Just a question on what your power costs per KWH as I understand your electricity costs in the States are a lot higher than ours from speaking to friends over there. I was curious to compare to our own costs here. I know your charges are a lot higher than here and your actual electricity use makes up only a small part of your electricity bill.

    From what I have heard from other friends in the States your power bill is extremely low, so well done on keeping your bills so for so long. We too have managed to stave off our power rises here which have gone up on average 13.2% per year from what Mr Google tells me. Our bill ten years ago was $259 and now we are paying $285 over the winter period (we did buy a second freezer) and we have just had another price rise of which only one month was included in the last bill. We have looked at the price rises and it would equate to around an extra $24 over a three month period for our family of two.

    Like you we watch our power usage like a hawk and turn off all unused appliances when not in use. Use our washing machine and appliances in cheaper times when possible and cook in bulk where possible. We hang our washing on the clothes line but we do not have children in the home as we are empty nesters and are living on a property twice your property size. I agree that it would take a great deal of time for the amounts of loads of washing you do per week to hang them on the clothes line and bring them back in. Our clothes line holds around 3 - 4 loads of washing in a 6.5kg front loading washing machine.

    Gas sounds to me like a much cheaper option for you as well, and also a time saver. With such a large family anything that is cheaper and saves you time is wonderful.

    Keep up the fabulous work, your schedule is truly amazing and the amount of things you get done in one day has to be admired :) .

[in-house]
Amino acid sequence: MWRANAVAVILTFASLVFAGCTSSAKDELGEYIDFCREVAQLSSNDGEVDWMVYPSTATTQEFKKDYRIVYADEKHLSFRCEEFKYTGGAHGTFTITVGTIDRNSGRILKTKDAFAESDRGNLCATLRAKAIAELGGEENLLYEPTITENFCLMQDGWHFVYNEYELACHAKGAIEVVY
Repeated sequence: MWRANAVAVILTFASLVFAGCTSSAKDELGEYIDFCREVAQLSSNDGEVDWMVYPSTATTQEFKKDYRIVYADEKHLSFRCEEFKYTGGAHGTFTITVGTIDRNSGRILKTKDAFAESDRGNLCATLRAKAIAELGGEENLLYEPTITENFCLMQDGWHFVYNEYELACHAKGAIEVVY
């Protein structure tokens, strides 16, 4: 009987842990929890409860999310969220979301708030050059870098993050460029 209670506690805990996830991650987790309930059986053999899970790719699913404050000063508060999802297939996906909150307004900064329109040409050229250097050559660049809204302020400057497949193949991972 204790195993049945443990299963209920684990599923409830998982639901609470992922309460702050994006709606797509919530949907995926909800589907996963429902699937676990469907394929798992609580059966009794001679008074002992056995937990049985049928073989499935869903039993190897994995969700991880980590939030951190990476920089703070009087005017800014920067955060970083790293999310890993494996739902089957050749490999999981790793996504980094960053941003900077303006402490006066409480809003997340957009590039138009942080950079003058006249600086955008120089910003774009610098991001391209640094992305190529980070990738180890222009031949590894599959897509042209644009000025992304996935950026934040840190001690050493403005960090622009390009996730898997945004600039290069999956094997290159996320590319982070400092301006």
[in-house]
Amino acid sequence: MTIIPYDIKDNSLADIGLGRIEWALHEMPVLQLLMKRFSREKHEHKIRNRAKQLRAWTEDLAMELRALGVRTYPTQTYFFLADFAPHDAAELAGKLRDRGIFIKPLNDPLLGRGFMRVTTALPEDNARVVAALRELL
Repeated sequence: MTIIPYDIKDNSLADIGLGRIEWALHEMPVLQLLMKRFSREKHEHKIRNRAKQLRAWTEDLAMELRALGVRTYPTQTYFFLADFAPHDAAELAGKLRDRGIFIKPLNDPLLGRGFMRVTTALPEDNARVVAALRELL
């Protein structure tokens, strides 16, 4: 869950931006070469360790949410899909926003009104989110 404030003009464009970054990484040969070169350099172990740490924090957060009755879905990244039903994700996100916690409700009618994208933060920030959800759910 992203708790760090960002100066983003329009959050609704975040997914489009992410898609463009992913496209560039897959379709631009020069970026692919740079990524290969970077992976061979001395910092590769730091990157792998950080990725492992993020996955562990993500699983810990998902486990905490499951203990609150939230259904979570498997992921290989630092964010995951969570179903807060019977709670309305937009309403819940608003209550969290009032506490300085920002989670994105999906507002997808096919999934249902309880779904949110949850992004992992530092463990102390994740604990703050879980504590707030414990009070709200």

• Jill November 02, 2016

    We are originally from Las Vegas and when we lived there our home owners association wouldn't allow anyone in the neighborhood to hang laundry on lines in the backyards.

  • julie September 21, 2016

    For us drying our laundry outside wouldn't work. My son has allergies and everything that is dried outside would have the allergens on it. When laundry is brought in, then all of those allergens are now inside...which isn't good for either him or me. It would make our breathing worse. As it is we both shower before going to bed just to wash off so that anything that was in our hair or on our skin isn't transferred to our beds where we would be breathing it in all night.

  • Lynn D September 28, 2016

    Same thing here. And then when there is no allergens in the air.... it's freezing with snow every where. LOL

  • Stephanie Durham September 20, 2016

    You are so disciplined and use ALL of your resources wisely....time, energy and money. :)

  • Kathrine September 20, 2016

    Why do you choose to get up so early and equally end the day earlier than most?

  • Brandy @ The Prudent Homemaker September 20, 2016

    I found long ago when my husband was teaching early morning seminary (and leaving at 5:20 to get there) that getting up before my children (who woke at 5:20 then) was really helpful in actually being able to take a shower, have some quiet moments of peace, and get laundry done and breakfast made. At that time I had to get up at 4:30 to get in the shower before my husband did at 4:45. When I started doing that, the day went so much smoother!

    Now my daughter has early morning seminary (a 6:00 a.m. class that is before school; the public school here starts at 7:00 a.m.) and she is up at 5 every day. Being up a little before she needs to be is helpful!

    And since I'm up earlier, I need an earlier bedtime!

  • Debby in KS September 20, 2016

    And I am amazed that you can keep that schedule and stay up so late!! We get up at 5, but head for bed at 8:30ish because we can't keep our eyes open. And we are childless and only in our 50s. Dh does walk 5 miles every morning before work. Our hyper energetic doggy won't let him skip lol. I do my chores in the morning and then I do my exercise. My afternoons are spent on things like sewing, repurposing old stuff, etc. We both are very involved at church. And Sunday is a home day with no work. We read the paper, nap, and do the NY Times crossword. Quite a relaxing day.

  • Mrs.O September 20, 2016

    Hello! Found your blog at Mrs. White's. I am curious, when do the children have bedtime? I have been waking mine earlier and earlier with the hopes of earlier bed time! Thank you..
    God bless

  • Brandy @ The Prudent Homemaker September 29, 2016

    They go to bed between 7:30 and 8:00.